The Ubiquitin Ligase Nedd4-1 Participates in Denervation-Induced Skeletal Muscle Atrophy in Mice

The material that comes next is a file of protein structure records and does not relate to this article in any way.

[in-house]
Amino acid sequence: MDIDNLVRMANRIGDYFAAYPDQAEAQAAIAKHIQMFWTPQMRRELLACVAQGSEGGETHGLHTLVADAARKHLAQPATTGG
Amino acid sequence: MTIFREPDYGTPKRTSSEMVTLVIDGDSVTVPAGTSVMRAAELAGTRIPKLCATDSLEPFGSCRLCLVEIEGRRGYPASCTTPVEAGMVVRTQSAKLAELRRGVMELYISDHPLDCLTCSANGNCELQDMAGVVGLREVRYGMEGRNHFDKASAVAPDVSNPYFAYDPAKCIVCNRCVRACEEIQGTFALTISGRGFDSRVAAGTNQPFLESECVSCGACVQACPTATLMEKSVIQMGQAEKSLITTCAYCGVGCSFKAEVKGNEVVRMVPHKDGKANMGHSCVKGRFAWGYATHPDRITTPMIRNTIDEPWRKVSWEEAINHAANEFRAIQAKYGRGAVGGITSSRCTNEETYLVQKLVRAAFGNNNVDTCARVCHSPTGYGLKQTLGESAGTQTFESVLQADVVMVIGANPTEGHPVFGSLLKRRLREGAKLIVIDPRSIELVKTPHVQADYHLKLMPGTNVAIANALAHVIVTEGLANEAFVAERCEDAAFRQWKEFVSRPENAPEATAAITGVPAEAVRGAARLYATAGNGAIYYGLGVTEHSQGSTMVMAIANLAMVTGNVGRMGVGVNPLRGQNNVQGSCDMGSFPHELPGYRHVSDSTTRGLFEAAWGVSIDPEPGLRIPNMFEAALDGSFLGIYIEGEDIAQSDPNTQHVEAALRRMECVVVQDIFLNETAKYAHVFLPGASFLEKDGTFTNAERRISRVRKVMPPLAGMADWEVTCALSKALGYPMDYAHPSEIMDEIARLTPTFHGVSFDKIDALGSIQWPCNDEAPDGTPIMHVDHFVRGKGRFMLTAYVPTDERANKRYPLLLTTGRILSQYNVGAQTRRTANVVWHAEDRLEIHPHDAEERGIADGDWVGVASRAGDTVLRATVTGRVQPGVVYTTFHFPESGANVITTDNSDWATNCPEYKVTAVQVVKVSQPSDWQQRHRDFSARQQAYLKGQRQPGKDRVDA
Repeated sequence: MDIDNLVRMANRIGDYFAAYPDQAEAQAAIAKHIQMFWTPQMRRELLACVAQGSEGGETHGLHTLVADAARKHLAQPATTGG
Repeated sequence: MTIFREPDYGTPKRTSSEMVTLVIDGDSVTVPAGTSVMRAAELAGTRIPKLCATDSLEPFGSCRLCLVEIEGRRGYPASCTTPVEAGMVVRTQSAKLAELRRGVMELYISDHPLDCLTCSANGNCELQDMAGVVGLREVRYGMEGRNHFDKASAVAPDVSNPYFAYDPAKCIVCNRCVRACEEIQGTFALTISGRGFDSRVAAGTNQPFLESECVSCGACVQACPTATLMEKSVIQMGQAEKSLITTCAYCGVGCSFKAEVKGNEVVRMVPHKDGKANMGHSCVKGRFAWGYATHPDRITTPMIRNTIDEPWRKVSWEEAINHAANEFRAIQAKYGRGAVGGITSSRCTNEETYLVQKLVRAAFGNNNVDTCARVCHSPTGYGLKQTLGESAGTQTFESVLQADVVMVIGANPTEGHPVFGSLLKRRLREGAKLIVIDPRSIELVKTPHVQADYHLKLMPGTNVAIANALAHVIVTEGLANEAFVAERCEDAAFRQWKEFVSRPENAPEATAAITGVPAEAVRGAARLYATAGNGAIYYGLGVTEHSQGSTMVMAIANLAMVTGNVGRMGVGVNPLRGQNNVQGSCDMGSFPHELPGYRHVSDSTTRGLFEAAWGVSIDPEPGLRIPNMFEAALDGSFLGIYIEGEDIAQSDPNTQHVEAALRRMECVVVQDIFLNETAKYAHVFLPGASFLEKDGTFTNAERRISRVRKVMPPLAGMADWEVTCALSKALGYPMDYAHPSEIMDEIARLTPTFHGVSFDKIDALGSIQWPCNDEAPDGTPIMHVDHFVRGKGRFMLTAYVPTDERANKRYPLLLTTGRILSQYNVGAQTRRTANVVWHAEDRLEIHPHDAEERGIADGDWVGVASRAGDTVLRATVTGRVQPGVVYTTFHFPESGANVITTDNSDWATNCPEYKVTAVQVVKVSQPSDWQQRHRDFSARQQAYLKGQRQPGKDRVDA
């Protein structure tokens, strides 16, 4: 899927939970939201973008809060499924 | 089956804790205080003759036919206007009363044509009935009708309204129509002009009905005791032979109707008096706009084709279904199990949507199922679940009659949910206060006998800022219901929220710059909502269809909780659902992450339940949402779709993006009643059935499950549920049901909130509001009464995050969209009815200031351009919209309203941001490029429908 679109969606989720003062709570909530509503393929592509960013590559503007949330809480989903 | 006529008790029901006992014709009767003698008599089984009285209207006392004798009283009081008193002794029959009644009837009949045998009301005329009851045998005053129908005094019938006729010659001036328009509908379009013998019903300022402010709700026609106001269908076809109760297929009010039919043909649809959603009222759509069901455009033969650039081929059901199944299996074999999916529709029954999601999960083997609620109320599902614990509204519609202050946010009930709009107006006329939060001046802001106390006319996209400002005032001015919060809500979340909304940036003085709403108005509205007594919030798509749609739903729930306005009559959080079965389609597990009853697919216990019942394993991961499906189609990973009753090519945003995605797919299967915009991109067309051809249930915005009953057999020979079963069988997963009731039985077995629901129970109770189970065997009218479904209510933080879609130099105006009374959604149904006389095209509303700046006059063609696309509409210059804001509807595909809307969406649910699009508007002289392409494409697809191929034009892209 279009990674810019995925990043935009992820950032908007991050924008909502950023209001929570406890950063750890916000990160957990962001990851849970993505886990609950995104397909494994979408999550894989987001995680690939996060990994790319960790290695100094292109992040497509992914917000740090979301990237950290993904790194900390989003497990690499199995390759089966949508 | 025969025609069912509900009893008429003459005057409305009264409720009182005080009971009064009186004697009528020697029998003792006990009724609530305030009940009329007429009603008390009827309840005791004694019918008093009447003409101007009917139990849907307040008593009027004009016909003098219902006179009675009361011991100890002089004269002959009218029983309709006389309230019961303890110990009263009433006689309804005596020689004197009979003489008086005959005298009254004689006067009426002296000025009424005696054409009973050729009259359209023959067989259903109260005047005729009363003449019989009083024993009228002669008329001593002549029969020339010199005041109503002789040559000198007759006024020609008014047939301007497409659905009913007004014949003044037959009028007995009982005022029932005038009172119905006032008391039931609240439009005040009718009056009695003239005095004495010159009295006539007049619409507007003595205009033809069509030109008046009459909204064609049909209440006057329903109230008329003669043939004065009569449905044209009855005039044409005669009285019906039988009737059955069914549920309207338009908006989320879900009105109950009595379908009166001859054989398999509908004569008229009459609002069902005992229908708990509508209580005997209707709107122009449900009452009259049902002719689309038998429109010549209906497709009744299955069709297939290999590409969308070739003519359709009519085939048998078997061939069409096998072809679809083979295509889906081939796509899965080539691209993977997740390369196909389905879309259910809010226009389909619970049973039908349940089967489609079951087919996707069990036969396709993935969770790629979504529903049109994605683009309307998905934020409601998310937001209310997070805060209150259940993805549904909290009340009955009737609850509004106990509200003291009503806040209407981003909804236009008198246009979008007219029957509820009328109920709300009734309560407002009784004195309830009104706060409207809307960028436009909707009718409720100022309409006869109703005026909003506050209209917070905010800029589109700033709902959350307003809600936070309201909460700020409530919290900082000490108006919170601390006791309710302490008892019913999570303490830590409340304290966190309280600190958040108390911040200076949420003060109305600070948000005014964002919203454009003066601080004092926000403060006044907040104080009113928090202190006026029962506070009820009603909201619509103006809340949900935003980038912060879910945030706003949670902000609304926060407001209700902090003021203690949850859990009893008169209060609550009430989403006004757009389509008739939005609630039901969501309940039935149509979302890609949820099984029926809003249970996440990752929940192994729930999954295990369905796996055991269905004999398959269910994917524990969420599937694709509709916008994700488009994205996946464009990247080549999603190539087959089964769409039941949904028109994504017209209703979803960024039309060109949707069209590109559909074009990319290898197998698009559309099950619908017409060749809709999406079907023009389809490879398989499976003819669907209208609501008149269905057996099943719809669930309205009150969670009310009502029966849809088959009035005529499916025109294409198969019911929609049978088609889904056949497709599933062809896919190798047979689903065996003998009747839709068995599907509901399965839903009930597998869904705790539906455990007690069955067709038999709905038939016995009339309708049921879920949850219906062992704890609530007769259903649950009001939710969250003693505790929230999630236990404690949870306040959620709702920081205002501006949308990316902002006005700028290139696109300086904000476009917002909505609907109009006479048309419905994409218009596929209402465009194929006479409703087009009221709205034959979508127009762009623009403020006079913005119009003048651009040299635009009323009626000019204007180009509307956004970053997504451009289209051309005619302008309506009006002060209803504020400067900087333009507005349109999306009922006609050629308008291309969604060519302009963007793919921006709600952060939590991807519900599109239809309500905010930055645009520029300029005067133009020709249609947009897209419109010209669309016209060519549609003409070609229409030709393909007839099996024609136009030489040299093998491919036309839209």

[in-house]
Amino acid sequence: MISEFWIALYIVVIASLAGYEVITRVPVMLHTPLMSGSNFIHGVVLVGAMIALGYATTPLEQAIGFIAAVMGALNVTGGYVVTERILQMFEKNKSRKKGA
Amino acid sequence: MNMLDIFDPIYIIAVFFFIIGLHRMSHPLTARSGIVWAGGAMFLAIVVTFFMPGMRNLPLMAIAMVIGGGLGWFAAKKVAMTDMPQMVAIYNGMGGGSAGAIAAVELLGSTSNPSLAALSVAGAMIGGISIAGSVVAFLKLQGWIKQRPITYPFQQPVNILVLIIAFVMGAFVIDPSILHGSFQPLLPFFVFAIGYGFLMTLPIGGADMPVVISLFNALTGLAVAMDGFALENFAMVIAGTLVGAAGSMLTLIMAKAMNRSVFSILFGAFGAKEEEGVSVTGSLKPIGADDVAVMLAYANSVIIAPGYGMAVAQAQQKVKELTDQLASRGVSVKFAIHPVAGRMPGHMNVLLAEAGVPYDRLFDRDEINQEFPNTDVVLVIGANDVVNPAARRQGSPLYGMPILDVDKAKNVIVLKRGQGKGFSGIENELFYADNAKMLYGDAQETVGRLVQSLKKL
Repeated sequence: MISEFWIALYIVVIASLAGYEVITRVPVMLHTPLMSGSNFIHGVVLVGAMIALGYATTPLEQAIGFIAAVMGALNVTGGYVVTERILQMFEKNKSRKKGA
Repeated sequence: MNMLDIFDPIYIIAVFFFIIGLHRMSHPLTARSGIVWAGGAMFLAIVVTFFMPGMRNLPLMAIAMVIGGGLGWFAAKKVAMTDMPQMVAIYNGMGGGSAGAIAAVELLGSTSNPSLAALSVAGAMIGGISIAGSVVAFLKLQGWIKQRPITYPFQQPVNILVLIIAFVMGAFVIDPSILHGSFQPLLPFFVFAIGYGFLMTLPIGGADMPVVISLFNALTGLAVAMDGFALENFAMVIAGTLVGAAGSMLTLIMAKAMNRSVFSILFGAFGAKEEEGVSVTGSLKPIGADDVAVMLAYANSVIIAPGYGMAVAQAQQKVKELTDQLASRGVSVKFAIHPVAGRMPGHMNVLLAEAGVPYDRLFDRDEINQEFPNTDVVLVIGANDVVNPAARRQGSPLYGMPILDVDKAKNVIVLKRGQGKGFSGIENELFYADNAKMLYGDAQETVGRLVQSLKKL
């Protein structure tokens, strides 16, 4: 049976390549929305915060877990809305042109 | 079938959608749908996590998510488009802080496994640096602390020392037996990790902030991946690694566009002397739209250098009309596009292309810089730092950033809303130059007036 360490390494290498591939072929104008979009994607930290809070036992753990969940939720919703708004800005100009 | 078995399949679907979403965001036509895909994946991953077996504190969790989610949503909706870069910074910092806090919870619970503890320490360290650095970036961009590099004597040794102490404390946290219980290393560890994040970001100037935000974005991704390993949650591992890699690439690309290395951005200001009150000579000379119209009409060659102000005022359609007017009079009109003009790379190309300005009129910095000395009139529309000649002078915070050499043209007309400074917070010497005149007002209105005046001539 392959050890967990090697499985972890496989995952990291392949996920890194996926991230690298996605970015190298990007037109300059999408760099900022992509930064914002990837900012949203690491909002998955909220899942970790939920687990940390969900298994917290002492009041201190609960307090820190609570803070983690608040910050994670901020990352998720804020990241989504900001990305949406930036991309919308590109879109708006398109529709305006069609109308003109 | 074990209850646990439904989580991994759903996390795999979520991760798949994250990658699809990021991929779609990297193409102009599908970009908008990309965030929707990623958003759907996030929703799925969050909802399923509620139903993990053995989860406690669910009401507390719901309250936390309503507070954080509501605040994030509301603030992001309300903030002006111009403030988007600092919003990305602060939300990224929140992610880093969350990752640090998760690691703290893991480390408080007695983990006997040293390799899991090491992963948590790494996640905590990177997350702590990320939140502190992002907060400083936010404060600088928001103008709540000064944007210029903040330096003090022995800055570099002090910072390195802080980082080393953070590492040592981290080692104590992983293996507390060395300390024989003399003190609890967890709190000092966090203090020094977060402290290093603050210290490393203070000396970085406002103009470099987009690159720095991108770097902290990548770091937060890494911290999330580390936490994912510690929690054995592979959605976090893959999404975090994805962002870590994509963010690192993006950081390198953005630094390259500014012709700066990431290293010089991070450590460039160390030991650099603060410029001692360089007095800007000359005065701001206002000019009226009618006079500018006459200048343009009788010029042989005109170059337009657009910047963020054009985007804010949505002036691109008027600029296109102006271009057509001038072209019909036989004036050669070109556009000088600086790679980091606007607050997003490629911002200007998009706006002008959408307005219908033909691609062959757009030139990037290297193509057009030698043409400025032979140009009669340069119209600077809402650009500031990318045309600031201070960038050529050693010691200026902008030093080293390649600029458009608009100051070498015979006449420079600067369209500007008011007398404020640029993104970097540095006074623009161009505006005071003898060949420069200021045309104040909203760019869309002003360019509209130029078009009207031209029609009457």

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Skeletal muscle atrophy is a consequence of muscle inactivity resulting from denervation, unloading and immobility. It accompanies many chronic disease states and also occurs as a pathophysiologic consequence of normal aging. In all these conditions, ubiquitin-dependent proteolysis is a key regulator of the loss of muscle mass, and ubiquitin ligases confer specificity to this process by interacting with, and linking ubiquitin moieties to target substrates through protein:protein interaction domains. Our previous work suggested that the ubiquitin-protein ligase Nedd4-1 is a potential mediator of skeletal muscle atrophy associated with inactivity (denervation, unloading and immobility). Here we generated a novel tool, the Nedd4-1 skeletal muscle-specific knockout mouse (myo(Cre);Nedd4-1(flox/flox)) and subjected it to a well validated model of denervation induced skeletal muscle atrophy. The absence of Nedd4-1 resulted in increased weights and cross-sectional area of type II fast twitch fibres of denervated gastrocnemius muscle compared with wild type littermates controls, at seven and fourteen days following tibial nerve transection. These effects are not mediated by the Nedd4-1 substrates MTMR4, FGFR1 and Notch-1. These results demonstrate that Nedd4-1 plays an important role in mediating denervation-induced skeletal muscle atrophy in vivo.
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